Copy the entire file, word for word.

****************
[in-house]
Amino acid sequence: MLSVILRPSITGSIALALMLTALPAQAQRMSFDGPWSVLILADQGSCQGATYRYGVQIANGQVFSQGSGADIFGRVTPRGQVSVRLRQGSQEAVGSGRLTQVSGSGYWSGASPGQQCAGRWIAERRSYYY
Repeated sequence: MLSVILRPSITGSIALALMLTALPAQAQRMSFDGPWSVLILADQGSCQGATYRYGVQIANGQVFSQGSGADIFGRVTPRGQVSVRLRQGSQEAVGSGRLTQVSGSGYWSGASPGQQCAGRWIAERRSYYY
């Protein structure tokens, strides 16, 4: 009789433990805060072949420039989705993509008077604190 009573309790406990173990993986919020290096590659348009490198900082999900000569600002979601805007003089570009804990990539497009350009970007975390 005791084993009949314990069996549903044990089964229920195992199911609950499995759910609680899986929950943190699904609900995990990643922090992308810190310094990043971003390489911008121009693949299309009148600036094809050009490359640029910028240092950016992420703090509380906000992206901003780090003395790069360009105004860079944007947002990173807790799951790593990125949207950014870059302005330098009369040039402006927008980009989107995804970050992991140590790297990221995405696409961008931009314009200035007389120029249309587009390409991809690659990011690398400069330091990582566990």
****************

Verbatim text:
[in-house]
Amino acid sequence: MLSVILRPSITGSIALALMLTALPAQAQRMSFDGPWSVLILADQGSCQGATYRYGVQIANGQVFSQGSGADIFGRVTPRGQVSVRLRQGSQEAVGSGRLTQVSGSGYWSGASPGQQCAGRWIAERRSYYY
Repeated sequence: MLSVILRPSITGSIALALMLTALPAQAQRMSFDGPWSVLILADQGSCQGATYRYGVQIANGQVFSQGSGADIFGRVTPRGQVSVRLRQGSQEAVGSGRLTQVSGSGYWSGASPGQQCAGRWIAERRSYYY
């Protein structure tokens, strides 16, 4: 009789433990805060072949420039989705993509008077604190 009573309790406990173990993986919020290096590659348009490198900082999900000569600002979601805007003089570009804990990539497009350009970007975390 005791084993009949314990069996549903044990089964229920195992199911609950499995759910609680899986929950943190699904609900995990990643922090992308810190310094990043971003390489911008121009693949299309009148600036094809050009490359640029910028240092950016992420703090509380906000992206901003780090003395790069360009105004860079944007947002990173807790799951790593990125949207950014870059302005330098009369040039402006927008980009989107995804970050992991140590790297990221995405696409961008931009314009200035007389120029249309587009390409991809690659990011690398400069330091990582566990």